At the Ariba LIVE Chicago event a few weeks back, AMR's Mickey North Rizza fired her Gatling gun for 30 minutes at her 7 best practices in Spend Management. To say it was drinking from a fire hose would be an understatement, as her presentation offered enough material to digest in a much longer slot (which I wish Ariba would have given her). Still, the presentation was notable for both its content and Mickey's clear expertise -- gained from decades of background as a procurement practitioner -- talking about the subjects she covered. In this post, I'll summarize some of the more salient and useful numbers and topics she touched on.
Perhaps most insightful were some findings from a recent study AMR conducted of procurement professionals, dividing companies into laggards, average performers and leaders. Within these groups, the average savings achieved (as a percentage of overall spend) was 4%, 8% and 17% respectively (in other words, leaders achieved savings levels over four times what laggards did). In terms of cost avoidance, AMR found that each group performed in the 8%, 11% and 23% range respectively. For spend under management, the variance in the numbers for each level were even more profound. Laggards achieved 3% spend under management, average performers reached 25%, and leaders achieved 65% spend under management. Leaders also invested more in diverse technologies, using 4 different applications in total to manage their procurement and sourcing operations (versus 3 for average performers and 1 for laggards).
From a process standpoint, top performers are doing more to understand how buy-side activities directly impact the income statement and balance sheet. This is a theme I've been harping on for years, but it can never be said often enough. One of Mickey's examples here is that all procurement team members should understand how material costs, write downs / write offs and inventory all impact the income statement and how shorter order to cash cycles can drive a stronger balance sheet through better working capital management. As part of this training and education process, procurement needs to look more carefully at tying inventory into the Spend Management process (e.g., rather than just evaluating performance based on unit cost savings, companies should evaluate individual and corporate performance looking at the total cost of sourcing decisions, including inventory implications). Along very similar lines, the best procurement organizations not only understand and consider the operational implications of inventory -- they also closely tie their efforts into the finance function as well, according to AMR.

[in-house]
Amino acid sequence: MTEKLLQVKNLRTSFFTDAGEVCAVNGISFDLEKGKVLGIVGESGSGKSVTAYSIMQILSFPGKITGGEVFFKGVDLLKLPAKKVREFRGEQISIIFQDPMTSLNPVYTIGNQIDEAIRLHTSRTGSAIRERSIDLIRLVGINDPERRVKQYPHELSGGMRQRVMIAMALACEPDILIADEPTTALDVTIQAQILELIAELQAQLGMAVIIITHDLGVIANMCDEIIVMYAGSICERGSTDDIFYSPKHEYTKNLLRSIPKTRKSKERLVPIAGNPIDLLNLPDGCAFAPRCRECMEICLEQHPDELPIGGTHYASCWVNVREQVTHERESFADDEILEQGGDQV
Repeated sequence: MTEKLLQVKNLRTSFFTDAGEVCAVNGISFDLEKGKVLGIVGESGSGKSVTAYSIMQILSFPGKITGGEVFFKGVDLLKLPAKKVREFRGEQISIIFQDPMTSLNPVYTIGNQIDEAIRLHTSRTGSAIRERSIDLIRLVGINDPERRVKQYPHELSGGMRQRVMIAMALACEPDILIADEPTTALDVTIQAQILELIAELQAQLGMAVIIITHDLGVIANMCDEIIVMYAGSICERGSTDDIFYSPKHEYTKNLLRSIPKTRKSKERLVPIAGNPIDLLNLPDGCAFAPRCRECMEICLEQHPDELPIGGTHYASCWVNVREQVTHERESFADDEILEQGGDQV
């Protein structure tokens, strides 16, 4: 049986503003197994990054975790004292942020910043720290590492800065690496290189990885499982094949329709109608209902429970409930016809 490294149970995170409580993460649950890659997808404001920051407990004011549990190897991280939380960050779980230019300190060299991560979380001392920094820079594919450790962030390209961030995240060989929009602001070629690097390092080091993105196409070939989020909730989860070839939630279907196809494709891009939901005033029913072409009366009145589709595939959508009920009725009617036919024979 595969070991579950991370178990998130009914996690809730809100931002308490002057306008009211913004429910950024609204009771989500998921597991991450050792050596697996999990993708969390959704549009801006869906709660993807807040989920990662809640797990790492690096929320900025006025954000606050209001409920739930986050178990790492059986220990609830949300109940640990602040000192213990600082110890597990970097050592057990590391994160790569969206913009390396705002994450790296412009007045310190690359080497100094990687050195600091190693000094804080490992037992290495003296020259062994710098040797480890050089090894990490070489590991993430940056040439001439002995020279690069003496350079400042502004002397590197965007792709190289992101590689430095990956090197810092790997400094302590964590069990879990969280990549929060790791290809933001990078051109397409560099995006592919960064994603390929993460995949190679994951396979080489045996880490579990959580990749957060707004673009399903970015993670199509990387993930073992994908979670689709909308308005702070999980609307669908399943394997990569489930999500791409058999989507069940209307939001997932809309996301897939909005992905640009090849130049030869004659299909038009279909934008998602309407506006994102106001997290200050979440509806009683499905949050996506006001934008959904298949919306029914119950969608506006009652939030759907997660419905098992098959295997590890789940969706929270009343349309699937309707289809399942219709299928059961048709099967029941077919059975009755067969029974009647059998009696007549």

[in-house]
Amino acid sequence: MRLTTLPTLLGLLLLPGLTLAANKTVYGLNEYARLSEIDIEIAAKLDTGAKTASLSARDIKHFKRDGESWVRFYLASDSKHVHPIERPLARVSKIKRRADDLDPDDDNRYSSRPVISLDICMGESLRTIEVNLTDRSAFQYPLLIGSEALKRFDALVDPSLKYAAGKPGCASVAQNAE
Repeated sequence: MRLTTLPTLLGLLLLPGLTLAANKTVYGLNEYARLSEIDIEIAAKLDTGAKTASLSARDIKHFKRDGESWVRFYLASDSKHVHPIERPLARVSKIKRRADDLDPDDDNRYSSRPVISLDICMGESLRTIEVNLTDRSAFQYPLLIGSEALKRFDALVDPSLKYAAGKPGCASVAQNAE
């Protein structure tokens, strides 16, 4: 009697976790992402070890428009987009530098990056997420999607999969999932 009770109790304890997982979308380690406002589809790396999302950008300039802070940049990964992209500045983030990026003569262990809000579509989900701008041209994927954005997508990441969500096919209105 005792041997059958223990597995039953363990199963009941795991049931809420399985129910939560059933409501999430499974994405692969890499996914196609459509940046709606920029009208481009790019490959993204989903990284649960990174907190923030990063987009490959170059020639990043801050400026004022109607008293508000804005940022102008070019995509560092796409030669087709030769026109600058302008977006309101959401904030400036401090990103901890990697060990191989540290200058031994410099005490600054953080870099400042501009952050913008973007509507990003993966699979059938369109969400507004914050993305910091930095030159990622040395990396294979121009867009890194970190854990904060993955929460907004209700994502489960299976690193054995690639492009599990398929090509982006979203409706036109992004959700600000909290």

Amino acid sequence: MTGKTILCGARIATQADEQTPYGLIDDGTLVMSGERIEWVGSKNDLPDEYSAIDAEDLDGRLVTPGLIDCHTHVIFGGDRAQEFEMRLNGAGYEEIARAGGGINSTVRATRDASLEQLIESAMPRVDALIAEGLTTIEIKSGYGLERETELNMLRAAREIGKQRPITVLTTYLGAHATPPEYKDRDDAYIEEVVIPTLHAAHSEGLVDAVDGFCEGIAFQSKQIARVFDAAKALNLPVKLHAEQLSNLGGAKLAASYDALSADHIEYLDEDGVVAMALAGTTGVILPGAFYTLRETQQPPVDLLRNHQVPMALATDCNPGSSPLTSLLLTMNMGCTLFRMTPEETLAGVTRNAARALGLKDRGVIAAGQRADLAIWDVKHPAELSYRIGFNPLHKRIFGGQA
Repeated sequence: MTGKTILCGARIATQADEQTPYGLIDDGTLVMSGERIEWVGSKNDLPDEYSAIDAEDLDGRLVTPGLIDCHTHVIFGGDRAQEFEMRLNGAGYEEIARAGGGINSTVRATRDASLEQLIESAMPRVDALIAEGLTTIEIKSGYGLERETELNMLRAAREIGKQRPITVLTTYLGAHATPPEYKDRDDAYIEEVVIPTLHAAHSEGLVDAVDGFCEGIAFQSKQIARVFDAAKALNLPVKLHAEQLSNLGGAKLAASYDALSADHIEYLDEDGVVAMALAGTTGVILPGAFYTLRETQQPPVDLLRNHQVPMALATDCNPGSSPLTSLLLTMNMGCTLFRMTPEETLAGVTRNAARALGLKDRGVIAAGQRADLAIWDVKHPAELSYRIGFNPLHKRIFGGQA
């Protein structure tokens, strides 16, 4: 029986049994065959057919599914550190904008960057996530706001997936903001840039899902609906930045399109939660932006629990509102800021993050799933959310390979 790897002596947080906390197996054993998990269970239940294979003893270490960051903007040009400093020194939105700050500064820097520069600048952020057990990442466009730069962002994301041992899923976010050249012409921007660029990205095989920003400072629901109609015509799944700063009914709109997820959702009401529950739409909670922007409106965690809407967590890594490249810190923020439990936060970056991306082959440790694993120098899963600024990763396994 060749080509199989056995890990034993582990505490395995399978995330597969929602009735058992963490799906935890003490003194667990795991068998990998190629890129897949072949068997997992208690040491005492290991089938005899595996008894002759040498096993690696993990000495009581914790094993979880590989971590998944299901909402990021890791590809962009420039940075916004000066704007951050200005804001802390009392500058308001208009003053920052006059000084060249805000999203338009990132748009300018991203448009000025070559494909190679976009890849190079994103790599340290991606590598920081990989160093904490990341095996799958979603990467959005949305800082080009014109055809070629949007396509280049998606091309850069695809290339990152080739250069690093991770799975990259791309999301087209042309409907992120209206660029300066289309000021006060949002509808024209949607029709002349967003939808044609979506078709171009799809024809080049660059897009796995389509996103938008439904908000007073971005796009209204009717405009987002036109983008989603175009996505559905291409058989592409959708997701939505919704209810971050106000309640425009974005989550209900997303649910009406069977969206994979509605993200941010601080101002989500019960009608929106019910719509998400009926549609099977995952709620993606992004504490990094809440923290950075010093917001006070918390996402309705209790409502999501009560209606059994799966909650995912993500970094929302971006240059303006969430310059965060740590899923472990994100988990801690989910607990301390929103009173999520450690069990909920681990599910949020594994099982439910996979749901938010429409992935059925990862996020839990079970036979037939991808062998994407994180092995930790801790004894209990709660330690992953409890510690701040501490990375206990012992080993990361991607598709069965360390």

It also goes without saying -- though it's well worth restating -- that one of the more important best practices in Spend Management today is to focus on compliance, risk and performance with the goal of precluding events that negatively impact supply. Here, AMR has an entire methodology and approach to reducing supply disruptions and supply risk that I won't get into here given space constraints. But one final note that is worth including is that when it comes to managing supplier information (e.g., certifications, banking details, etc.) companies that take a supplier information management approach leveraging self-service technology save an average of $430 per supplier, according to a recent AMR study. Which further suggests to me how leaders are distancing themselves from the pack in savings, cost avoidance and overall procurement operating efficiency.
As a final aside, I've got to say that it's been a blast to watch Mickey grow into her role at AMR over the past couple of years. I have no question that she is one of the best industry analysts -- if not the best -- in the market today covering the sector. If I were looking for an informed opinion from an analyst firm regarding technology or services selection in the Spend Management sector, I know I would definitely turn to Mickey and AMR.